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IS Militants Ramp Up Killings, Abductions in Battle for Mosul

  • Lisa Schlein

A woman looks at fire and smoke from oil wells set ablaze by Islamic State militants before the fled the oil-producing region of Qayyara, Iraq, Nov. 4, 2016.

A woman looks at fire and smoke from oil wells set ablaze by Islamic State militants before the fled the oil-producing region of Qayyara, Iraq, Nov. 4, 2016.

The U.N. human rights office said Islamic State militants are increasing mass killings and abductions of civilians to use as human shields as the battle for Mosul in Iraq intensifies.

The Office of the High Commissioner for Human Rights said Islamic State militants are continuing to forcibly transfer civilians to the city of Mosul and its outskirts to shield themselves from air strikes.

Over the past few days, it said s about 2,500 civilians were abducted from the town of Hamam al-Alil, with some people were being told they would be transported to Syria. The agency said it also continues to receive reports of mass killings.

Human rights spokeswoman Ravina Shamdasani said last Monday IS, also known as ISIL, reportedly killed 50 of its own militants in the Ghazlani military base in Mosul for alleged desertion.

She said there also are credible reports of 380 people being killed on Wednesday in Mosul and the nearby town of Kokjali. “We have reports that ISIL militants are holding captive nearly 400 women from Kurdish, Yazidi or Shi’a Muslim communities in Tal Afar."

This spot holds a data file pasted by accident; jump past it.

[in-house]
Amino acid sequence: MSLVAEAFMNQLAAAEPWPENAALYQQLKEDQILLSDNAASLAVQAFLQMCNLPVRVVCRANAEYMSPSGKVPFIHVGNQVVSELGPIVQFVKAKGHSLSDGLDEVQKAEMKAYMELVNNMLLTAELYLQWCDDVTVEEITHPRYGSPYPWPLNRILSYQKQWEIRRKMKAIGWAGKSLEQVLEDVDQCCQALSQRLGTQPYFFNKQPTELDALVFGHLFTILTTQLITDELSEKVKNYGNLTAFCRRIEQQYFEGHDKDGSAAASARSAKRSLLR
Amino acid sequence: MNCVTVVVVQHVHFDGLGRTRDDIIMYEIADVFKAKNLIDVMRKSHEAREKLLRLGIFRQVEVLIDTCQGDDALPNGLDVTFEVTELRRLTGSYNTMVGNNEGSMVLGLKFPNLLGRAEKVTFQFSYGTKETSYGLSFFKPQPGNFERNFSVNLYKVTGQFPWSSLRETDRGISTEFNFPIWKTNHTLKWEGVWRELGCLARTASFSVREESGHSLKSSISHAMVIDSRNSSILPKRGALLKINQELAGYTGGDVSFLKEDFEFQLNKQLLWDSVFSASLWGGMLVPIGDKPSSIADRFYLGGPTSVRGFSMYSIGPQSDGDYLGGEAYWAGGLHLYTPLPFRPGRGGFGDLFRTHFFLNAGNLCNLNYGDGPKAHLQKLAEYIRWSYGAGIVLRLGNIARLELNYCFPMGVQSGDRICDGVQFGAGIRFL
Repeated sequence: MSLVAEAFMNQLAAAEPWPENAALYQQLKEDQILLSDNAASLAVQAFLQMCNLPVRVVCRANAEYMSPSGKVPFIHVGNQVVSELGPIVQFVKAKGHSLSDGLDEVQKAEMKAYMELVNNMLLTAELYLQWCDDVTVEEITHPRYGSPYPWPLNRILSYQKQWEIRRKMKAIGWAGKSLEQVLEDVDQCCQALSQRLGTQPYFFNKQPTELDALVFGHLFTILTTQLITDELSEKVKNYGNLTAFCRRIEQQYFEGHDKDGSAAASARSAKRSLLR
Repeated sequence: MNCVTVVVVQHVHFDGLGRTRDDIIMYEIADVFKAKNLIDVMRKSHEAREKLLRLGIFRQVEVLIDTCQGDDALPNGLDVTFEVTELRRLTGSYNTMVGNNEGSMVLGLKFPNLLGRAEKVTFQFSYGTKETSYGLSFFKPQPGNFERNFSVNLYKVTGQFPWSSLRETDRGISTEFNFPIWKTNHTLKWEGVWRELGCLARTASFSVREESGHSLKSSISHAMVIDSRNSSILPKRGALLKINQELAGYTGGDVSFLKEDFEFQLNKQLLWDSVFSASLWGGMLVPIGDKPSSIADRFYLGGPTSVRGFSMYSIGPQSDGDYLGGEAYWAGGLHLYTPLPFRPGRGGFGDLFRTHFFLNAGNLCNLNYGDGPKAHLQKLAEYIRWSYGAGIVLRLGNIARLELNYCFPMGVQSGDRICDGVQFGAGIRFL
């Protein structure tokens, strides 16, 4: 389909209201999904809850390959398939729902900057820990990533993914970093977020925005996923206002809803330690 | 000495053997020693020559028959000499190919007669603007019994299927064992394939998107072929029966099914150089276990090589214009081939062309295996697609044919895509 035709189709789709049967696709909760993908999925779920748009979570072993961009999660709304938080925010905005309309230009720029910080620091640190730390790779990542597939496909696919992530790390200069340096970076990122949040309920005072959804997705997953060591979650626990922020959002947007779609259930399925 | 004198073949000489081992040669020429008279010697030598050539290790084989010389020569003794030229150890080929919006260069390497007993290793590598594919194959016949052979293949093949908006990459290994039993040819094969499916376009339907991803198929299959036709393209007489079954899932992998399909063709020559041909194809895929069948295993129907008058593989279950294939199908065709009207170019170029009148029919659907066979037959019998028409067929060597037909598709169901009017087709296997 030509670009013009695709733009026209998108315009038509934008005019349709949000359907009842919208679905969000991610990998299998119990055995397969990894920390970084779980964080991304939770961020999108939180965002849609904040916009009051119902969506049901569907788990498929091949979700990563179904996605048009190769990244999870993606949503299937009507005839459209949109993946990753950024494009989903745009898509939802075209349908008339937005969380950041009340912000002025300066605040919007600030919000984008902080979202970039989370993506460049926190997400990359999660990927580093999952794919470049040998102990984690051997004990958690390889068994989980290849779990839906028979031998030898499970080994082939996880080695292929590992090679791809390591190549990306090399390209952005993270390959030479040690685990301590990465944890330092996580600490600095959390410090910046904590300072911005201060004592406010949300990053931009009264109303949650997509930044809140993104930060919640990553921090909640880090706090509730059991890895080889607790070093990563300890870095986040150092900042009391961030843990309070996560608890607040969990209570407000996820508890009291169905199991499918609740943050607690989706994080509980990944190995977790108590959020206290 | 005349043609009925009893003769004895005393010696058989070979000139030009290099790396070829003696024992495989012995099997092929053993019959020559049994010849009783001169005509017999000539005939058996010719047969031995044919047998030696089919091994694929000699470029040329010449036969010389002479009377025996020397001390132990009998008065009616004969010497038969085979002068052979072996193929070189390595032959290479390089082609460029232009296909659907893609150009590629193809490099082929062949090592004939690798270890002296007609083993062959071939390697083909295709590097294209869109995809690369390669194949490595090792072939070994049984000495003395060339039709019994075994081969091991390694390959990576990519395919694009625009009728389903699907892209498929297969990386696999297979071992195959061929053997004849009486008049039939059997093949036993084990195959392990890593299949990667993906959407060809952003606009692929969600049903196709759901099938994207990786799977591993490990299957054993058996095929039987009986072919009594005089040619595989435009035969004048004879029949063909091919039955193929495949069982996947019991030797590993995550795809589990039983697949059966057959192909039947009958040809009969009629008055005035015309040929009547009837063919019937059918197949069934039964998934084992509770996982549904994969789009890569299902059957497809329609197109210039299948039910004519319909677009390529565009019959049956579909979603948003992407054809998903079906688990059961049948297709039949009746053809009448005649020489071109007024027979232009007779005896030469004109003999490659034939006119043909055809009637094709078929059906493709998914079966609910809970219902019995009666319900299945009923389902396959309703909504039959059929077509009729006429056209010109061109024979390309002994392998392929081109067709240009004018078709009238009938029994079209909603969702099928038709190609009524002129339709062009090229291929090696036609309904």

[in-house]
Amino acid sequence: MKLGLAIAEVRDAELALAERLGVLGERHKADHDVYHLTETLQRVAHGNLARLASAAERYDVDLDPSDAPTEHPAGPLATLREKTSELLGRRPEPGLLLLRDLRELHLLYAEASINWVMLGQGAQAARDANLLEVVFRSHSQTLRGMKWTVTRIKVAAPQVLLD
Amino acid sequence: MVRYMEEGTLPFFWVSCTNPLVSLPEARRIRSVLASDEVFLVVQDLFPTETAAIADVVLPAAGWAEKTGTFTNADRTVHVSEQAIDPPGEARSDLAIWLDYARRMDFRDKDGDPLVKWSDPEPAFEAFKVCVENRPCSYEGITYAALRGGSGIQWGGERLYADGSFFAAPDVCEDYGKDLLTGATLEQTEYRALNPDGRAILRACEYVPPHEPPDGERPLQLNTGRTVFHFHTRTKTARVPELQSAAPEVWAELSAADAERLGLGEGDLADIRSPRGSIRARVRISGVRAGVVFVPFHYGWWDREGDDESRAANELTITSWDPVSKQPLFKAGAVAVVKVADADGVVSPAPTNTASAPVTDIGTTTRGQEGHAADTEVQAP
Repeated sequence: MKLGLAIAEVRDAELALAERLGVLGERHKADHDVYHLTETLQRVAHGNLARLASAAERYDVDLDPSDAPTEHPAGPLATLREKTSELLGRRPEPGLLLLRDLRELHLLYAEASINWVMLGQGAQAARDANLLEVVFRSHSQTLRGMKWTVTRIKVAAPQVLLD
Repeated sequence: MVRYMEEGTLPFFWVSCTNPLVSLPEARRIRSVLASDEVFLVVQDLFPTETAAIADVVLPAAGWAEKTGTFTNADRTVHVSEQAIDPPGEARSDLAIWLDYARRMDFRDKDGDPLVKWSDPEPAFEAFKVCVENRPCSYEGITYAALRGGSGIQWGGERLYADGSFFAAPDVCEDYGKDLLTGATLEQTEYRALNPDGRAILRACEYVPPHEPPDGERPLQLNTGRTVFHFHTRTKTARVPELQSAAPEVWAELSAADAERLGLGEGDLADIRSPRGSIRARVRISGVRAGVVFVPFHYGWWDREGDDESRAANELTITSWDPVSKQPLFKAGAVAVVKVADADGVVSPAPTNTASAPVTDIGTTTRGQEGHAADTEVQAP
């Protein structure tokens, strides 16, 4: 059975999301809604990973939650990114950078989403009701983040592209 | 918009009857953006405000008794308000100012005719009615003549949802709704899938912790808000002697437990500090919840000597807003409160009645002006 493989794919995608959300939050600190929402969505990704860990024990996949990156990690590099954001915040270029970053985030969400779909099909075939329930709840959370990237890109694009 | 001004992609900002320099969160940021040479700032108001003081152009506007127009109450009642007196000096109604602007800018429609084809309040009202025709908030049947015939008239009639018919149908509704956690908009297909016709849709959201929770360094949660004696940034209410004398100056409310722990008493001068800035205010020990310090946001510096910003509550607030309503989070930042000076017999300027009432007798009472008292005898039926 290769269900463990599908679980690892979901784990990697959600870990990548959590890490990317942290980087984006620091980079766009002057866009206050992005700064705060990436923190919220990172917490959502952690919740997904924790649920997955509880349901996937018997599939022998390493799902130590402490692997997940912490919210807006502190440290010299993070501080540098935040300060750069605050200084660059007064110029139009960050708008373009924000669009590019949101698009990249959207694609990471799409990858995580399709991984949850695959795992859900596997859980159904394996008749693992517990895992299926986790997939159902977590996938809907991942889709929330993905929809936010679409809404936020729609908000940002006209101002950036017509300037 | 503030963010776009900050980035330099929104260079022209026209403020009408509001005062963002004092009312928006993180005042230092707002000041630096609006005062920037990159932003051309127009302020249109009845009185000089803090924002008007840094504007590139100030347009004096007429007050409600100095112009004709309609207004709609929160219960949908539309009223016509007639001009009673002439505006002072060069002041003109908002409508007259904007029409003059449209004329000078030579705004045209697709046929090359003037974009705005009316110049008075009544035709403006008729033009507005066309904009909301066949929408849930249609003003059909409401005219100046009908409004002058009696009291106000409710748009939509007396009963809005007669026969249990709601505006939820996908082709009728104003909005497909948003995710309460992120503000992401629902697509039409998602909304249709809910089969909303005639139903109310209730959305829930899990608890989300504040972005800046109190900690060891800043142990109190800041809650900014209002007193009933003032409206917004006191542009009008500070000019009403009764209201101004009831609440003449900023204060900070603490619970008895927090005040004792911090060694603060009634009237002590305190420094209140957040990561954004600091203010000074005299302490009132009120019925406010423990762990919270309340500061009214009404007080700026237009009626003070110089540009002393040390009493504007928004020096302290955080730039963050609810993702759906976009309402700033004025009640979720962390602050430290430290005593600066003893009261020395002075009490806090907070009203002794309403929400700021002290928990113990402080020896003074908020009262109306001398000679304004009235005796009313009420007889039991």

"We do not know how many of them belong to which of these minority groups ," added Shamdasani. "But, we are obviously very, very concerned because these are particularly vulnerable populations. They are women, they are minorities, and we are very worried about what might transpire.”

Islamic State defensive preparations in the city of Mosul are pictured ahead an impending battle with Iraqi troops in this Oct. 31, 2016 satellite handout photo.

Islamic State defensive preparations in the city of Mosul are pictured ahead an impending battle with Iraqi troops in this Oct. 31, 2016 satellite handout photo.

Shamdasani said IS reportedly also has been forcibly recruiting very young children to fight in Mosul since the Iraqi government operation to retake the city began October 17.

“We do not have the exact numbers," said Shamdasani. "But, what we do know is that ISIL has been ordering the residents of Hamam al-Alil city, for example, to hand in, to surrender all children who are aged at least nine or 10 to the group. And, apparently, they have also been using loud speakers mounted at the back of pick-up trucks or the back of vehicles and threatening severe punishment for families that do not comply with their order.”

The U.N. agency said it has received reports of civilians killed by airstrikes, including one on Wednesday that reportedly killed four women and wounded 17 other civilians in a neighborhood in eastern Mosul.

The agency is calling on the Iraqi government and its allies to conduct military operations in accordance with international humanitarian law and to take precautions to avoid and minimize loss of civilian life.

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